I haven't been a player in a tabletop game that last more than two sessions in at least two and a half years. I've played a couple of one-shots and been involved in a few attempts at a longer sort of game (and of course I've been doing some online play in noisms's excellent Yesteryear game, to which I really need to get a little less shy about posting) but a combination of circumstance, disinterest in continuing a bad game, and my own preference for the other side of the screen have kept a really satisfying player experience from materializing. Three years would be a little too long to go without getting a good look at what goes on in a player's crazy world, so I'm going to see if I can get someone else to run a game for once. This is the evil part of my new GM scheme, but I might also be able to get one of the old gang to run our summer game.

1. Run a campaign
It doesn't need to be long, but it should be a proper campaign. None of this "published adventure" nonsense that I spent the summer indulging. I should knock this one out next semester, but if I manage to pass up that opportunity I've still got the summer, and fall semester after that. No real idea of system. Swords & Wizardry, Traveller, and various World of Darkness nonsense are all top contenders, but it's not quite close enough to the action for me to make a final decision.

(Two days early for the January RPG Blog Carnival. Oops.)

Monday, December 29, 2008

Six Half-Baked Vampire Chronicles

Vampire Rockstar
The PC coterie is based on mutual membership in a local band. Maybe they hooked up after their embrace, more likely their band is important to local politics (or their music has mystical significance) and their sires took an interest in them on that account. Perks include groupies to feed on, music and dance based devotions/disciplines, and the quest for the Ultimate Groove. On the other hand, they have to contend with that werewolf band that's beating them to all the best gigs, "creative differences" within the band, guys trying to steal their artifact instruments, and The Man.

Lawyers, Guns & Money
Three words: Vampire lobbying firm. Designed to both advance vampire political interests directly, and rack up favors from members of the business community who have heard of their almost unnatural ability to seal the deal. The PCs start out at the bottom, kept busy mostly scaring punks away from their K Street property and shaking down "the competition." As they earn a little more trust from upper management, they start getting tapped to "entertain" clients. And there are always the jobs they do on the side, either for groups they belong to or for their own self interest.

Vampire Surfers
Elysium is the best local beaches, and the Prince rules the waves. In addition to all the usual things vampires have to do to maintain rank, the PCs have to show their stuff on the water. Alternatively, they're a bunch of surf punks, with more than just good surfing to defend in their "territory."

World of Darkness 2020
Cyberpunk + Vampires = Awesome. This one would take a little rejiggering of the rules, some adjustments to the skill set and a new equipment list at the very least, but it could work. The moods, particularly, mesh pretty well, the whole "our world, but darker, controlled by forces beyond our control" thing being a feature of both genres.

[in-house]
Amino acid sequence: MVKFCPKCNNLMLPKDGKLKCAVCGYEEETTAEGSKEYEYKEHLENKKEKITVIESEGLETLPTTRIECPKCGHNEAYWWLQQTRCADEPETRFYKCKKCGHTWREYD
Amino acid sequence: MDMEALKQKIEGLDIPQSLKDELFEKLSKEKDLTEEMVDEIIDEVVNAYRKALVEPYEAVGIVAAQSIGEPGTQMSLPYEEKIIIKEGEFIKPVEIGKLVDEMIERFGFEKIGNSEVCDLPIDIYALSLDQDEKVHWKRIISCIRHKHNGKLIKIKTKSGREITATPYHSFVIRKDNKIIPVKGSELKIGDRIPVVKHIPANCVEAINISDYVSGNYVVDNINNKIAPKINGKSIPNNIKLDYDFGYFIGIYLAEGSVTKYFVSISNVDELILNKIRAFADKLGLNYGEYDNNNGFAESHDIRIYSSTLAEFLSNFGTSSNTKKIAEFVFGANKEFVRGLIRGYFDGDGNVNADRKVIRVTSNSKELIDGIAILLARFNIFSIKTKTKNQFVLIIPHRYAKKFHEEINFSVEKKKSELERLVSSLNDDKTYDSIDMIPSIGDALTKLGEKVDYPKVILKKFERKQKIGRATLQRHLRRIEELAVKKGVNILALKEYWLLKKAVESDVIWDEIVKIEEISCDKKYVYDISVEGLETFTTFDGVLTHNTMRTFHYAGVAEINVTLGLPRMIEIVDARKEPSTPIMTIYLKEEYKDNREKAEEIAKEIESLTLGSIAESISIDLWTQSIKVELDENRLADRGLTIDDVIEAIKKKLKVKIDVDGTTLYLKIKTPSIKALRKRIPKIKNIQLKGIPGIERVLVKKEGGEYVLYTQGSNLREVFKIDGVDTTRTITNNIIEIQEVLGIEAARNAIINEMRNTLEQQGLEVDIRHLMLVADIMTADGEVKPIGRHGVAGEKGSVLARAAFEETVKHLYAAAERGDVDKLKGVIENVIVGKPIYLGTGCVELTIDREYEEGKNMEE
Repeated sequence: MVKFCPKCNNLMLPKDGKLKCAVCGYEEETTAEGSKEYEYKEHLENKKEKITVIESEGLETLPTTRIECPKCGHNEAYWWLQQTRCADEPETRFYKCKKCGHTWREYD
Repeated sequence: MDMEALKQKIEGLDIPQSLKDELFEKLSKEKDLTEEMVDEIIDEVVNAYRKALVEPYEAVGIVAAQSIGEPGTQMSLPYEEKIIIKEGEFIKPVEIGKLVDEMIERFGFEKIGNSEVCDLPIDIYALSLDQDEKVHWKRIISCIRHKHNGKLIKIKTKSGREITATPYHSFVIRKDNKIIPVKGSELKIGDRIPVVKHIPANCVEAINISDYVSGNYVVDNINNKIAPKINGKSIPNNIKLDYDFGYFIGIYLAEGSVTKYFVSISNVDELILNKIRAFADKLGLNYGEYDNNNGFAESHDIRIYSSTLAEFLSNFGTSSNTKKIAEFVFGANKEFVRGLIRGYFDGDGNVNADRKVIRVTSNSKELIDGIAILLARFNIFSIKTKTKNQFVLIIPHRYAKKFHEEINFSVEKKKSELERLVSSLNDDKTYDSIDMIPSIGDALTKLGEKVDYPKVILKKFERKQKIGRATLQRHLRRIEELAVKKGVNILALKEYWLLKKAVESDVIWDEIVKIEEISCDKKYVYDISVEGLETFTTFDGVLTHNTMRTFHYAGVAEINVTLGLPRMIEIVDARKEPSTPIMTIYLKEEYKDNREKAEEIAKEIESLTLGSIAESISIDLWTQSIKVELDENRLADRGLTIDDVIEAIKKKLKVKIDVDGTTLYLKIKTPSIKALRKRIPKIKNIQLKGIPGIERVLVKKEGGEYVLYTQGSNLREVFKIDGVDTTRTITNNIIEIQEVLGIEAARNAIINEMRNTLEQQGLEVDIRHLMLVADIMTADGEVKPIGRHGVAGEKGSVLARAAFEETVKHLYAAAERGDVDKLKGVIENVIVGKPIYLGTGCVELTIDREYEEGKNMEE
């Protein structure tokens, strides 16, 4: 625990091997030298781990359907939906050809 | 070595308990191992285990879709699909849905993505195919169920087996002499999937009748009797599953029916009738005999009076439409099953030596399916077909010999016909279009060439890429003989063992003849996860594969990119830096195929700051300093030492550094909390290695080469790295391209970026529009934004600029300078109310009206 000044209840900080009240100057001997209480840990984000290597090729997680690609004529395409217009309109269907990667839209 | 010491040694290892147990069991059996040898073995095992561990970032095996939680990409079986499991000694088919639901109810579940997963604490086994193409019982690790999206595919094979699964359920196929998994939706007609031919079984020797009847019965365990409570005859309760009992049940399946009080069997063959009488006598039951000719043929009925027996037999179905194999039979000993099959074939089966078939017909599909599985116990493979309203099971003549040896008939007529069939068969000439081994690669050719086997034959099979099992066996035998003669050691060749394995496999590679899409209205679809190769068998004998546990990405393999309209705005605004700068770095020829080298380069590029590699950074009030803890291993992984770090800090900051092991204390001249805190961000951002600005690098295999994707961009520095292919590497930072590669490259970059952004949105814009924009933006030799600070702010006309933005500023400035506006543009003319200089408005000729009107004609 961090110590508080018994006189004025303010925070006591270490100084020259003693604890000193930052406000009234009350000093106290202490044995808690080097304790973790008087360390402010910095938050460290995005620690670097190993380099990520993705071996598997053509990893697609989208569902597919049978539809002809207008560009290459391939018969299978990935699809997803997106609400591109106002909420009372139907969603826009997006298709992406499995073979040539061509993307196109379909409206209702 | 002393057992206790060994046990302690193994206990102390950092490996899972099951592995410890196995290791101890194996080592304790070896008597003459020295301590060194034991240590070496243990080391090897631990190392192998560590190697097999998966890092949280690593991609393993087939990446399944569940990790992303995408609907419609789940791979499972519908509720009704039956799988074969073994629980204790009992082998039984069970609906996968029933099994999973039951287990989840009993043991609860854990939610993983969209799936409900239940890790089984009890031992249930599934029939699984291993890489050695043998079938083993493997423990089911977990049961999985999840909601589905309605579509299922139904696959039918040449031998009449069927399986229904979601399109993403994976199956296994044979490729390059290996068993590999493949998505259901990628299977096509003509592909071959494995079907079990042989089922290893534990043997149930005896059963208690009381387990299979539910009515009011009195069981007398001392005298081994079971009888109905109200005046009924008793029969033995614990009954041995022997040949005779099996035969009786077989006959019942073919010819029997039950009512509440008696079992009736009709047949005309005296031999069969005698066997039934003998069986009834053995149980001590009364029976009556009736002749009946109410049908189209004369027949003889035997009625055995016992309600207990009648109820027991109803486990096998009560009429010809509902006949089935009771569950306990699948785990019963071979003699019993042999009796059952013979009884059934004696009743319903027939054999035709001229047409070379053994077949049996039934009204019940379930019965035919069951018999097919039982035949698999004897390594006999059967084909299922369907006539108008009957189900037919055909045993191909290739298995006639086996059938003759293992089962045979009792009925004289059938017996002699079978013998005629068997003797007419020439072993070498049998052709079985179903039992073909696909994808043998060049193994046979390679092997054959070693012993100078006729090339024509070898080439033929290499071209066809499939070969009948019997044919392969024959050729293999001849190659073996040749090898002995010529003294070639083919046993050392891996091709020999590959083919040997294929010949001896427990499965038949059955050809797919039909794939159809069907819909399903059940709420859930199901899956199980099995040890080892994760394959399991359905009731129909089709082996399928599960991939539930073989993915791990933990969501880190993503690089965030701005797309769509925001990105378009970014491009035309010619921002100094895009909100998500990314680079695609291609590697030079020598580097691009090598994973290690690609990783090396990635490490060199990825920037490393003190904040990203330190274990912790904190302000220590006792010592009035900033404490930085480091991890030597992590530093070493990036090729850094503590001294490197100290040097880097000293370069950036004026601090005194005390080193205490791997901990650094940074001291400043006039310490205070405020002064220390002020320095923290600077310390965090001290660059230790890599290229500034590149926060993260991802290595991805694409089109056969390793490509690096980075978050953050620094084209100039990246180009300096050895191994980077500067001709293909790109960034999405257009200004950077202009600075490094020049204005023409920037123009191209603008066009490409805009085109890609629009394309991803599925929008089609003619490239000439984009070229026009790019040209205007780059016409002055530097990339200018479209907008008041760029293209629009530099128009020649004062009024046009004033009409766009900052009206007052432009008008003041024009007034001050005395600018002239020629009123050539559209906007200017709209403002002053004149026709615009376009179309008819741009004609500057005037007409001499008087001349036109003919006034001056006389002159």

City of the Damned
Set in a real fantasy world -- none of this "our world, but darker" nonsense. Most of the world is overrun by monsters and cultists and generally unpleasant critters. The vampire rulers of the city defend it from those menaces, but at a terrible price. The players are new to the "city defense force," drafted to replace a few veterans who died under very mysterious circumstances. Should they, as they've been instructed, ignore that mystery and get on with their monster hunting duties? The attendant life of luxury they live during their off hours argues most persuasively in favor of looking the other way, but then there's the question of where exactly all those monsters are coming from, and just how benevolent the elders in charge of the city really are.

Vampires in Spaaaaace!
They are probably also pirates. Vampire space pirates. Yeah, that's the ticket. Pretty much just steal the system generation and space travel rules from Traveller, then let the PCs figure out how to feed while stuck in warp. On the bright side, there's no sun in deep space. No, I don't have any excuse for this.

Someone Will Put A Stop To This Eventually

D'ya think I should read anything into Wizards of the Coast replacing its once ever-shifting tag line some boring corporate motto? I only just noticed this, but I don't check their website often so it might have happened a while ago.

Luckily, there's a complete list of the WotC taglines on John's RPG Journal, so all is not lost. Still, it's quite mysterious, and a little sad. I always thought that was the best part of the site.

Sunday, December 28, 2008

The Year in Gaming

This was sort of the year of the one shot, for me. I didn't as much gaming done as I would have liked, but what I did do was pretty fun. Pretty much all new systems, too; besides three sessions of a tragically doomed D&D 3.5 game, I don't think I played any of my old standbys. Here's the break down:

The Aforementioned Tragically Doomed D&D 3.5 Game: Four brand new players, one of whom never showed up after the first session and another who I'd kind of dragged into it and spent most of his time playing mah jong. Theoretically wilderness exploration, except for some reason I'd dumbed most of the hex map I worked up in September and replaced it with a really terrible random encounter chart. The play environment wasn't great either; we used a college provided study room, and the white board was handy, but the big glass window, terrible fluorescent lighting, and total lack of snacks just didn't set the right tone. Despite some really great play from the two players who wanted to be there, I just couldn't muster any enthusiasm for the thing, and stopped scheduling the games after a couple of weeks.